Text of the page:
Thursday, October 04, 2007

"Never let anyone treat you like a ho... Now get out there and shake that thang!"

My last day in Vegas, I'm driving across Sahara Boulevard, a main east-west thoroughfare, when I come upon one of those scholastic car washes. In the back of a large parking lot, dutifully washing cars, is the core group of teens: a mixed bag of perhaps 20 nondescript boys and girls, dressed mostly in nondescript car-washing attire (that is, not as in the photo at left, which is stock footage, used here for illustrative purposes only). Written on the rear window of an adjacent van, in shaving cream or what-have-you, are the words [something-or-another]* HIGH SCHOOL ROCKS!!


And out on the streetcorner—it's hard to resist the symbolism—are two girls holding signs aloft.** I emphasize: girls. I figure they're 16 at most. To say they're scantily clad hardly does justice to the scene. Both of them are "dressed" in teensy-weensy, skin-tight, you-needn't-remove-any-clothing-to-do-a-gyno-exam denim shorts; we're talking several generations past Daisy Dukes on the sexual seismograph. Their midriffs are bare. One of them wears a tee-shirt that's every bit as tight as the shorts. It is soaked through....

I've thought a lot about how this situation came to pass. I've concluded that, since the girls clearly were doing this with full knowledge of the several adults I saw "supervising" the event, there were only two possibilities. Either (a) they showed up that way on their own and were chosen, on the basis of their whorish appearance, for streetcorner duty. (And where were mom and dad that morning?) Or (b), some adult presence actually hand-picked the hottest girls and told them to show up that way. Originally I thought (b) was worse, but the more I think about it, the more I think (a) and (b) are equally worse, if you will.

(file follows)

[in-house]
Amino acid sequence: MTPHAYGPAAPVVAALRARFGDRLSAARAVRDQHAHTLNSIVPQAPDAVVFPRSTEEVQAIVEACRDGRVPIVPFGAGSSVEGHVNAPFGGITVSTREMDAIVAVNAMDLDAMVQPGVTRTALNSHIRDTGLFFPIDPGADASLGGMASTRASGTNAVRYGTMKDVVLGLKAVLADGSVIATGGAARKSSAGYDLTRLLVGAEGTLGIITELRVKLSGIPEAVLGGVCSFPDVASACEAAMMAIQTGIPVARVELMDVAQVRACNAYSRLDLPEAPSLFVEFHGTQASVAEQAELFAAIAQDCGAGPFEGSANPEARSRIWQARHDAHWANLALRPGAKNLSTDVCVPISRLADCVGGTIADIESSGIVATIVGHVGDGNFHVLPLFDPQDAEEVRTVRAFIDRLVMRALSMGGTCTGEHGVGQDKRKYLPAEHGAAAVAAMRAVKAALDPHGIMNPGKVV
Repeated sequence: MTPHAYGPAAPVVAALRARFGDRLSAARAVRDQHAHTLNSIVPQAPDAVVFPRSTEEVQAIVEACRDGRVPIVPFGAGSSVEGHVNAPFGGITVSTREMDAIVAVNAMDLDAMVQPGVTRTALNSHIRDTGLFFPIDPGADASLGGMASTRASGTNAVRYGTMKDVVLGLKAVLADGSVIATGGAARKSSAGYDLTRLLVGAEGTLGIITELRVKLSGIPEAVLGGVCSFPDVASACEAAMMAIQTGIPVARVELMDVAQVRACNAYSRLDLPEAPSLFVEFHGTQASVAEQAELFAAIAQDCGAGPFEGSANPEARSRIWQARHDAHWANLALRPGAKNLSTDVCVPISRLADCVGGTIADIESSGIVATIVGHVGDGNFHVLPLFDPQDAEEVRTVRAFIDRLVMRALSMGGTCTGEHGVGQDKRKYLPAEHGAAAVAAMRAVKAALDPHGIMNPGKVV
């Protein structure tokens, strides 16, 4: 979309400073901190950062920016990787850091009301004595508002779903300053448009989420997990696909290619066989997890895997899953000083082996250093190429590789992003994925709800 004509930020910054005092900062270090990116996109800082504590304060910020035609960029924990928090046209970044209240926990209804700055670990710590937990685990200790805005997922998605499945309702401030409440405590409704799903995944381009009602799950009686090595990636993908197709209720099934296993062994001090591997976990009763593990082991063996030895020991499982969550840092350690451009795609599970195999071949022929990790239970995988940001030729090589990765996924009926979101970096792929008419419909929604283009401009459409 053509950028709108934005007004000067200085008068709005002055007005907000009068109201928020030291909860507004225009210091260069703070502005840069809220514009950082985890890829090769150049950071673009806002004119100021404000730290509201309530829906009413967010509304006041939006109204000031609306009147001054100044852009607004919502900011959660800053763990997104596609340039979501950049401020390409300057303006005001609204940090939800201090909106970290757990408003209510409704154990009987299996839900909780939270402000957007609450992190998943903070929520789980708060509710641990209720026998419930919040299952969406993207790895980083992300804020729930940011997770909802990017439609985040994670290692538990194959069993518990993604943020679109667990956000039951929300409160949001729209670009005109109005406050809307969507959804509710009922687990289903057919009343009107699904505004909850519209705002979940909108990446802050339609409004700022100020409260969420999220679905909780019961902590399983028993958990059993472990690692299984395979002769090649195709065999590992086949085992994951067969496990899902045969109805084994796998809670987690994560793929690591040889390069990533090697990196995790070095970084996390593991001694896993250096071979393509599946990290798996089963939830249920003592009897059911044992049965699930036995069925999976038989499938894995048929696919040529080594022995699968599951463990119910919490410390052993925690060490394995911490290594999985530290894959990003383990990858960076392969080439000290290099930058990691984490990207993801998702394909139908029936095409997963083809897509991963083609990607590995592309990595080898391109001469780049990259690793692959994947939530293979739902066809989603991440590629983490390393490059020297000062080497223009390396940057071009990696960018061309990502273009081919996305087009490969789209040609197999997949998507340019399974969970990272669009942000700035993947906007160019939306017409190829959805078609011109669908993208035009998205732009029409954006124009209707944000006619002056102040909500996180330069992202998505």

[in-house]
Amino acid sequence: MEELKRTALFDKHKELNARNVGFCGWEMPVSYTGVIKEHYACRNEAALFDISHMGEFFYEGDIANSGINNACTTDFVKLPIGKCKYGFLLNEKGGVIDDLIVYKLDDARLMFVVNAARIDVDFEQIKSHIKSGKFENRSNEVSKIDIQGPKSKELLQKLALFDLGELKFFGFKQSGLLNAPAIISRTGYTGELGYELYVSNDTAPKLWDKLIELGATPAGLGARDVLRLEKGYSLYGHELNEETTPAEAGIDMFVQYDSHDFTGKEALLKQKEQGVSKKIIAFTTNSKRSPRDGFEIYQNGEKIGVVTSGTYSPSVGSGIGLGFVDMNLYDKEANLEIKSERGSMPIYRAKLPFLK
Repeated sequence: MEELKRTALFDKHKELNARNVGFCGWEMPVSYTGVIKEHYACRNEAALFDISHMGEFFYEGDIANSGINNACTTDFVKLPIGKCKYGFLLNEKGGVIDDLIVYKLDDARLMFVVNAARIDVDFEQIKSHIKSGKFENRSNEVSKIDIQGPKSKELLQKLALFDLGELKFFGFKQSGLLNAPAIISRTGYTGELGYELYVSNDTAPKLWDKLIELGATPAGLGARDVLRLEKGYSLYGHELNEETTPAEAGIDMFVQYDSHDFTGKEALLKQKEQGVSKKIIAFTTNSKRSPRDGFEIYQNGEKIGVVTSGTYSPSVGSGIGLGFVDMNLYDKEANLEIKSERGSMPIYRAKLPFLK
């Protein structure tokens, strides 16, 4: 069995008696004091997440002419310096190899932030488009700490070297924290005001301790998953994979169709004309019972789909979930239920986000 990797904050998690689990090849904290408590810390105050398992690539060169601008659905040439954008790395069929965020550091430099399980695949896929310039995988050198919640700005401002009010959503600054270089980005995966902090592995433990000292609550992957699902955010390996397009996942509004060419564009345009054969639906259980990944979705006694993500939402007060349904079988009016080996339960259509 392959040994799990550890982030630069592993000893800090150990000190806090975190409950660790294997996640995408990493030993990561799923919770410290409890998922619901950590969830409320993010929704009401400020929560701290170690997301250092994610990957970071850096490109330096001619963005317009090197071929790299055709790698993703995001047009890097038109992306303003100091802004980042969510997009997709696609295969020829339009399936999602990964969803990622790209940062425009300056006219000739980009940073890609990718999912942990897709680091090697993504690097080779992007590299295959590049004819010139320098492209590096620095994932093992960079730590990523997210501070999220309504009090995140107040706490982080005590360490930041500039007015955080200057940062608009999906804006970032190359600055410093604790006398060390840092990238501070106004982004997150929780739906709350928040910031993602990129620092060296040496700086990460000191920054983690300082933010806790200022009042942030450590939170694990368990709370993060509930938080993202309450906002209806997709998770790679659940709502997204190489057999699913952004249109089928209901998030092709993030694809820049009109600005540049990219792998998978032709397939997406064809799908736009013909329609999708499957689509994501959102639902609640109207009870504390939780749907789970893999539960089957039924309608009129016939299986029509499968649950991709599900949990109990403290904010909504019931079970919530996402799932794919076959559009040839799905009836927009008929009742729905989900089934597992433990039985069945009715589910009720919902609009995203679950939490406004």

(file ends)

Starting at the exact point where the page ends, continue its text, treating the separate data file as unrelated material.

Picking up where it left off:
Ask yourself, as I did, what is the message here? What's the message to the "ordinary" girls, the worker bees who were deemed a bit too chubby or gangly to merit promotion to the streetcorner? What's the message to the young boys observing all this? Before you answer, consider that the event I stumbled upon takes place as schools and various other elements throughout American society devote endless time, thought and counseling efforts to helping young girls take pride in themselves as people—i.e., something beyond sex toys put here for the amusement of pubescent young boys. We hear stories of the many girls who are legitimately in crisis, unsure of their identities, unconvinced of what they have to offer the world besides T&A. Then consider the Vegas car wash. And I don't think you have to wrack your brain too hard to recall similar car washes, as well as other school-sponsored events, in your own frame of reference.

I'll tell you exactly what the message is: "Yeah, we talk a good game about how beauty's only skin deep, and you're not just a body, and nothing is as important as your reputation, and blah, blah, blah... But when you come right down to it—and especially when there's some money to be made—well, just use what the good Lord gave ya, honey!" Indeed, the subtle but unmistakable connotative link between sex and money should not be overlooked in this equation.